Shopping: How to shop safely and avoid fraud

By Christina McDonald

In Canada, debit card and credit card fraud are topics of increasing interest and concern. Whether you shop in person or on line, you may be a target for debit card fraud or credit card fraud. Although the risk is low, if you are a victim of fraud, it can be very upsetting.

Fortunately, in Canada, consumers are well protected in case of credit card or debit card fraud. There are measures in place to help you.

However, when you shop, it is still important to protect yourself. Here are some tips on how to do this.

Steps to avoid credit card fraud

  • Read your credit card agreement carefully and make sure you understand the terms and conditions, including whether there are any instances in which you could be held liable for credit card fraud.
  • As soon as you receive your new credit card, sign the back, and cancel and destroy any cards you no longer need or use. Simply throwing out your card is not enough - you must also call your bank or financial institution to cancel your old cards.
  • Be sure to tell your financial institution if your address has changed, or if you are planning to move. If the institution doesn't have your correct address, it might send your credit card to the wrong place. Unclaimed cards are a perfect target for thieves, who know how to activate them and use them fraudulently.
  • Don't let your card out of your sight. When you make a purchase in a store, keep your eye on the cashier, to make sure the employee doesn't "double swipe" your card. "Double swiping" means swiping your card twice - once through the cash register, and once through an illegal card reader that steals and stores your personal information. Criminals use information from the card reader to make a duplicate of your card and run up charges on it.
  • If you have a personal identification number (PIN) for your credit card, so you can withdraw money at an automatic banking machine (ABM), memorize this number. Never write your PIN down and never give it to anyone else. Don't use numbers for your PIN - such as your date of birth or telephone number - that someone else could easily guess, if you lose your card.
  • Be sure to destroy anything you don't need that has your credit card number on it. For example, if you paid for your meal at a restaurant with a credit card, don't leave the bill on the table when you leave the restaurant. Make sure you give the bill to one of the staff. Likewise, don't put old credit card statements, receipts or other documents that have your credit card number on them in the recycling bin without shredding them first!
  • Keep track of your monthly purchases. Check your credit card statements regularly, and report any suspicious or inaccurate charges to your financial institution, immediately.
  • Don't give out any personal information, or your credit card account number, over the phone or on the Internet -unless you are sure that you're dealing with a company you know and trust. If someone contacts you by phone, and asks you to provide this type of information, always check who the person or company is, and only deal with companies you know are legitimate.

Steps to avoid debit card fraud

  • Memorize your PIN and never give it to anyone else.
  • Make sure you always keep your eye on your card when it is swiped.
  • Whenever you enter your PIN number, make sure you cover the PIN pad with your hand to hide the number - even if no one else is around. Some fraud artists install small video cameras in ceilings at stores or near ABMs so they can capture consumers' PIN numbers.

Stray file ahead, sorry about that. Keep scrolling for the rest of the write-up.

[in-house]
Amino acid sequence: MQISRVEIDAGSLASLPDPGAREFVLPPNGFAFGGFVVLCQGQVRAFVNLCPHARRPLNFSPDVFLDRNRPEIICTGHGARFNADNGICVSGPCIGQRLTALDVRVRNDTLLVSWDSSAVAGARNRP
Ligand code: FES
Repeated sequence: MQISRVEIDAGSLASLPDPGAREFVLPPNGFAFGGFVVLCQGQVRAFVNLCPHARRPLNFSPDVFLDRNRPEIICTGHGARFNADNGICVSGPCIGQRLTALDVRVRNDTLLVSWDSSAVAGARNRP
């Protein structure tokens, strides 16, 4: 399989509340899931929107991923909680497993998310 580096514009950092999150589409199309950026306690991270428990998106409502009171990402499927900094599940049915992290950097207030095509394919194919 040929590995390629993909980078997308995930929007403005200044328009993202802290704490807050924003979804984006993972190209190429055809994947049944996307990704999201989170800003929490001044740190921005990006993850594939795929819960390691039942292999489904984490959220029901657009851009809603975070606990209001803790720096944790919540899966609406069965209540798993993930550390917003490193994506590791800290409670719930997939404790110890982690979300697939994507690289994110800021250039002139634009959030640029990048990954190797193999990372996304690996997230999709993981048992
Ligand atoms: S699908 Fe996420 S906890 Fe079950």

• Keep track of your monthly purchases and report any suspicious or inaccurate charges to your financial institution, immediately.
  • Let your debit card issuer know right away if your card has been lost or stolen.
  • Never give out your PIN or on-line password. No bank or financial institution will ever ask you to provide this information.

What should you do if you are a victim of credit card or debit card fraud?

  • Contact your financial institution immediately and report any unauthorized transactions. Also inform local police.
  • In some cases, a financial institution may contact you by phone, or leave you a voicemail message, if they suspect that there have been fraudulent transactions made with your debit or credit card, or charged to your account. Do not provide personal information over the phone without first checking that you are speaking to someone from your financial institution. To confirm this, hang up, then call the institution back using the phone number provided on the back of your debit or credit card, or on your monthly statement, or using a number that you have looked up, yourself. Ask the institution to verify that the phone number you were given is a valid number, or have them transfer you directly to their Lost or Stolen Cards department.
  • Note: Your financial institution may ask you some personal questions, to make sure you are a valid client. However, they will never ask you to provide your PIN or banking password.
  • Always be careful about how, and to whom, you give out personal and financial information.

Finally, if you have any questions, or have gone through the complaint-handling process of your financial institution but are still being held liable for transactions made as a result of debit or credit card fraud, contact the Financial Consumer Agency of Canada (FCAC). You can call the Agency toll-free at 1-866-461-3222, or visit FCAC's Web site at: www.fcac.gc.ca

FCAC is an agency of the federal government that protects consumers' rights and provides information about financial products and services.

CNM